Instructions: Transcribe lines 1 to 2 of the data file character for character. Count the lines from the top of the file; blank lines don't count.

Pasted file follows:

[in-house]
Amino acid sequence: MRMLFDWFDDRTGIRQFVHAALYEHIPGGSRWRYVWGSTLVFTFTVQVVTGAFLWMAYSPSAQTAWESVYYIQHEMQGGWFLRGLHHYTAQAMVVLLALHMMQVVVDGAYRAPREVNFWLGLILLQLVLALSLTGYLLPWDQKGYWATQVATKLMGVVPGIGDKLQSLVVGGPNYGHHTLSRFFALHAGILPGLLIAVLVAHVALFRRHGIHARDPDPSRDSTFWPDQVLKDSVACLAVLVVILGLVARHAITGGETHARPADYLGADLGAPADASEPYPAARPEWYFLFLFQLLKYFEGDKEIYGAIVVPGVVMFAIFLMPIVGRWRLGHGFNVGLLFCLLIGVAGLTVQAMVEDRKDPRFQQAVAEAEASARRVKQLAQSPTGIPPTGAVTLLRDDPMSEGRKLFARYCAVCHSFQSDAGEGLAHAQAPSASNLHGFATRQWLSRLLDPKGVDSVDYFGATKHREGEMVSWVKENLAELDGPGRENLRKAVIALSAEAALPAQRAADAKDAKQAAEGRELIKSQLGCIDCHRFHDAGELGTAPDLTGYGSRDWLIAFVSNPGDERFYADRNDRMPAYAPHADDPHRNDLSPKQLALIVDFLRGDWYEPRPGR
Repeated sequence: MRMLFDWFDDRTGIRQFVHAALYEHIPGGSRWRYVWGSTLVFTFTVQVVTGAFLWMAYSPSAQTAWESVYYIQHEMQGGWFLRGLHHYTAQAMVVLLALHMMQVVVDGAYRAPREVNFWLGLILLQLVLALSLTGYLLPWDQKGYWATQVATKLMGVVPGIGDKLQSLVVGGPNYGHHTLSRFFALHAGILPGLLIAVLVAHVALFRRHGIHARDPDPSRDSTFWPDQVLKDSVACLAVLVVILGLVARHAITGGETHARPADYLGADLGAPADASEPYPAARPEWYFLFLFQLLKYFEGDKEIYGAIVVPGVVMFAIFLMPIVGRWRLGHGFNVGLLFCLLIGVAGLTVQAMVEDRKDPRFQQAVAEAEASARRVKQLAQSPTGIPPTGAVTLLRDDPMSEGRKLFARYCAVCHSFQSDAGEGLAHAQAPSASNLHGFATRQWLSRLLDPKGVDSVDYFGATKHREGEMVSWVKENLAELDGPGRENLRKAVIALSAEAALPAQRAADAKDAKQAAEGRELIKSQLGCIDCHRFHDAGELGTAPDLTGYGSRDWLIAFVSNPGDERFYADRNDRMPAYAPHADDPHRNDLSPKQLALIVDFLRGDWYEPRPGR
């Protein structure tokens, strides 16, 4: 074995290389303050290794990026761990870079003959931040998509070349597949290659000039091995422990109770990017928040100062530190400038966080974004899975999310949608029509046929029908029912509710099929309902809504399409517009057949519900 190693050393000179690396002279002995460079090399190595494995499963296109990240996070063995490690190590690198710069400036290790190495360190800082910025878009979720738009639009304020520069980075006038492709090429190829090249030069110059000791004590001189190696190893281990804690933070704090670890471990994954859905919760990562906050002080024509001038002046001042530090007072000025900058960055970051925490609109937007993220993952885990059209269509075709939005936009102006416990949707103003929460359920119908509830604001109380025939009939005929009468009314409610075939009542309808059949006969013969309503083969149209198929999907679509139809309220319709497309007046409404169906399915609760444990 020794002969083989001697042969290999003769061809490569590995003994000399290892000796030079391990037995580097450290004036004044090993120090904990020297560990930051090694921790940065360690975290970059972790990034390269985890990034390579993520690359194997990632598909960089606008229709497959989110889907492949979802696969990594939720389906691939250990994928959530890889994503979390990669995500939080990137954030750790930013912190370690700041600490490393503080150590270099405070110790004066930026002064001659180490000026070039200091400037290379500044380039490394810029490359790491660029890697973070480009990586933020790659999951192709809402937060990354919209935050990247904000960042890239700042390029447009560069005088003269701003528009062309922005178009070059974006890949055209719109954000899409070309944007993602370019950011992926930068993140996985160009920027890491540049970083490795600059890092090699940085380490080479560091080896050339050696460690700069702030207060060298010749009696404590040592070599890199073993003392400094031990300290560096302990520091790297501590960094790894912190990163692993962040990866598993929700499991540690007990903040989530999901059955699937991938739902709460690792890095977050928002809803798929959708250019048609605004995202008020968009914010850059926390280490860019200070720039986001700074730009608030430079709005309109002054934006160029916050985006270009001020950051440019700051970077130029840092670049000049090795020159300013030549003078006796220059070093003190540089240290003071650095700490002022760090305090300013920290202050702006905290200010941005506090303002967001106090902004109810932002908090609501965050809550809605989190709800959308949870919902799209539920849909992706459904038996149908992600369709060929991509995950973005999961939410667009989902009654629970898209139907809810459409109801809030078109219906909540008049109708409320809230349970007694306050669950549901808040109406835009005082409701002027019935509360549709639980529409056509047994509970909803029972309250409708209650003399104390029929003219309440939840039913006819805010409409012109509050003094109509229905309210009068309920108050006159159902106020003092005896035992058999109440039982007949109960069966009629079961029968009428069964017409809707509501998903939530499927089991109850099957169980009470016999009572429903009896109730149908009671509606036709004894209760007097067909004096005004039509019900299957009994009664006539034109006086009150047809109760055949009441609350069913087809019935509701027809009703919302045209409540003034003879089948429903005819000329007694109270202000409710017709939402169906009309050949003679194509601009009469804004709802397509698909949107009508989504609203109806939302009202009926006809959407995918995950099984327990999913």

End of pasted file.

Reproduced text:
[in-house]
Amino acid sequence: MRMLFDWFDDRTGIRQFVHAALYEHIPGGSRWRYVWGSTLVFTFTVQVVTGAFLWMAYSPSAQTAWESVYYIQHEMQGGWFLRGLHHYTAQAMVVLLALHMMQVVVDGAYRAPREVNFWLGLILLQLVLALSLTGYLLPWDQKGYWATQVATKLMGVVPGIGDKLQSLVVGGPNYGHHTLSRFFALHAGILPGLLIAVLVAHVALFRRHGIHARDPDPSRDSTFWPDQVLKDSVACLAVLVVILGLVARHAITGGETHARPADYLGADLGAPADASEPYPAARPEWYFLFLFQLLKYFEGDKEIYGAIVVPGVVMFAIFLMPIVGRWRLGHGFNVGLLFCLLIGVAGLTVQAMVEDRKDPRFQQAVAEAEASARRVKQLAQSPTGIPPTGAVTLLRDDPMSEGRKLFARYCAVCHSFQSDAGEGLAHAQAPSASNLHGFATRQWLSRLLDPKGVDSVDYFGATKHREGEMVSWVKENLAELDGPGRENLRKAVIALSAEAALPAQRAADAKDAKQAAEGRELIKSQLGCIDCHRFHDAGELGTAPDLTGYGSRDWLIAFVSNPGDERFYADRNDRMPAYAPHADDPHRNDLSPKQLALIVDFLRGDWYEPRPGR